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Hawaii Teams: Mainland Athletes a Must

Last of Two Parts.

January 03, 1985|RAY RIPTON | Times Staff Writer

Larry Little, head basketball coach of the Hawaii Rainbows, apparently doesn't recruit much in Southern California. But maybe he should.

Little, a 1962 graduate of Illinois State at Normal, had remarkable success at Centenary College in Shreveport, La., the first time he was a head coach in a four-year college basketball program. With center Robert Parish (now with the Boston Celtics) playing for Little and Centenary, the Gents finished with a 21-4 record in 1974 and were 25-4 in 1975 and 22-5 in 1976. Little's five-year record was a sparkling 100-33.

Little took over Hawaii's program in the 1976-77 season, and success in the islands was not as easy as at Centenary; his eight-year record with the Rainbows through the 1983-84 season is a drab 93-125. And his job is apparently on the line if Hawaii has another losing season.

On the morning before Hawaii opened this season at home with a 79-78 win over Pepperdine, Honolulu Advertiser staff writer Andy Yamaguchi wrote, "Little has been told that this season will be his last unless he can resuscitate success on the court and at the box office."

Little's roots are in the Midwest and the South, and that's where he seems to get most of his players. Not one this year is from Southern California.

Chaminade Coach Merv Lopes, Hawaii Pacific Coach Paul Smith and Brigham Young Hawaii Coach Ted Chidester get a lot of their players from Southern California, and the imported athletes do those schools a lot of good on the court.

Lopes' teams in recent years have included 6-6 forward Will Pounds, now a part-time Chaminade assistant coach, and 6-5 forward Earnest Pettway, both from Pasadena, and a trio of players from Hamilton High School: 6-4 forward Michael (Tex) Parker, who played in 1981 and 1982; 6-2 point guard Mark Wells ('81-'83) and 5-11 guard Walter Carpenter, a freshman who made this year's team as a walk-on.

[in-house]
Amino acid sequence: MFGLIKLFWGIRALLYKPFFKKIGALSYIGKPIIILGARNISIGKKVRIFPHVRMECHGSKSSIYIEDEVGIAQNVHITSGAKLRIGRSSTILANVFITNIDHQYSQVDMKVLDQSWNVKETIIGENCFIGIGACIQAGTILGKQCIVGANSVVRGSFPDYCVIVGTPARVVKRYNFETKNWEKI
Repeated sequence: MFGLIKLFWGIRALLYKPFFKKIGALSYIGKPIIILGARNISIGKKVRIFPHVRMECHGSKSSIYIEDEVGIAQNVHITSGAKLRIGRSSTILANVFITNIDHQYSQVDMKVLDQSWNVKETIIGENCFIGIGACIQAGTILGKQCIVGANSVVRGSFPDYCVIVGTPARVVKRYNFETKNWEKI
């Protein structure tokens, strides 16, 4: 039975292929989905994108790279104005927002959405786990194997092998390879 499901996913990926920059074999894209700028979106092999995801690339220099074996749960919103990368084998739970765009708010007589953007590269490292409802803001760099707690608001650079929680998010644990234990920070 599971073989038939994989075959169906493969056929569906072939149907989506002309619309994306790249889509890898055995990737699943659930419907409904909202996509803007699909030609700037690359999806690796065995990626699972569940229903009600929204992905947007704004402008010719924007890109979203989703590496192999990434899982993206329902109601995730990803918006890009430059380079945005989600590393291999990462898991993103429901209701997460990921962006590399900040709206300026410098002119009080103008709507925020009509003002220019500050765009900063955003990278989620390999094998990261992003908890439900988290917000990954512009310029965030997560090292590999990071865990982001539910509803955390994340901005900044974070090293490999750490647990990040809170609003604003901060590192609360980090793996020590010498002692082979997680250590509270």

Mike Vasconcellos, Chaminade athletic director, said that Wells, who played a large role in Chaminade's big year of 1982 (when the Silverswords upset Virginia), was recruited by Lopes while Wells was a student at Santa Monica College.

Vasconcellos said, "Wells was shooting hoops in a park, Merv asked him if he wanted to come to Paradise, and he accepted."

He said that when Lopes first took over Hawaii's basketball program in the 1977-78 season "there was basketball on the islands, but none of the local athletes could be recruited because they had no kind of talent to play" in a college program that aspired to greatness.

That situation has changed, he said, and Chaminade gets top local players, but few of them are the tall timber required to go against the 6-9 forwards and 7-foot centers of mainland teams. Now, he said, Chaminade has locals but supplements them with the big guys from the mainland.

The beauty of Hawaii--and Hawaii's beauties--usually overcome any reluctance a recruit may have about going to school so far from home. "In order for us to win, we have to take advantage of what we've got," said Vasconcellos.

Then he jokes, but it is kidding partly on the square: "We take them out for canoeing and surfing and a lot of wild women. We utilize our resources."

So do the other colleges.

The Hawaii basketball guide this year uses the same technique to sell its program as Detroit employs to sell cars: girls. The guide shows four uniformed players posing on top of the cabin of a luxury yacht, and they are surrounded by smiling, bikini-clad co-eds.

Hawaii Pacific Coach Smith, in his second year in that basketball program but before that a successful coach for 18 years at Servite, Los Angeles Baptist, Ramona and Oxnard high schools, also gets his big guys from Southern California. He says the beauty and good weather are easy to sell to prospects and the hard part is the remoteness of the islands.

"In some ways, it is the magic of Hawaii," said Smith, whose record of 19-16 last year was the best in the short basketball history of Hawaii Pacific, which fielded its first team in 1979-80.

"The weather in Southern California is nearly as good--but not year-round. Honolulu is a pretty decent city to live in. It's beautiful here, we have shorts and T-shirt weather year-round, and there is a little bit of action going on in the Waikiki area."

Smith, 45, has been selling Hawaii to major-college basketball teams who are starting to visit the islands in large numbers to play local schools. Since the schedule has become tougher, he said, "there is no question that you have to recruit mainland athletes to be competitive.

"There are very few big kids in high school programs here, and the great athletes are basically football players who are maybe 5-10 or 6-1. If you play a major college schedule, you gotta have some big folks."

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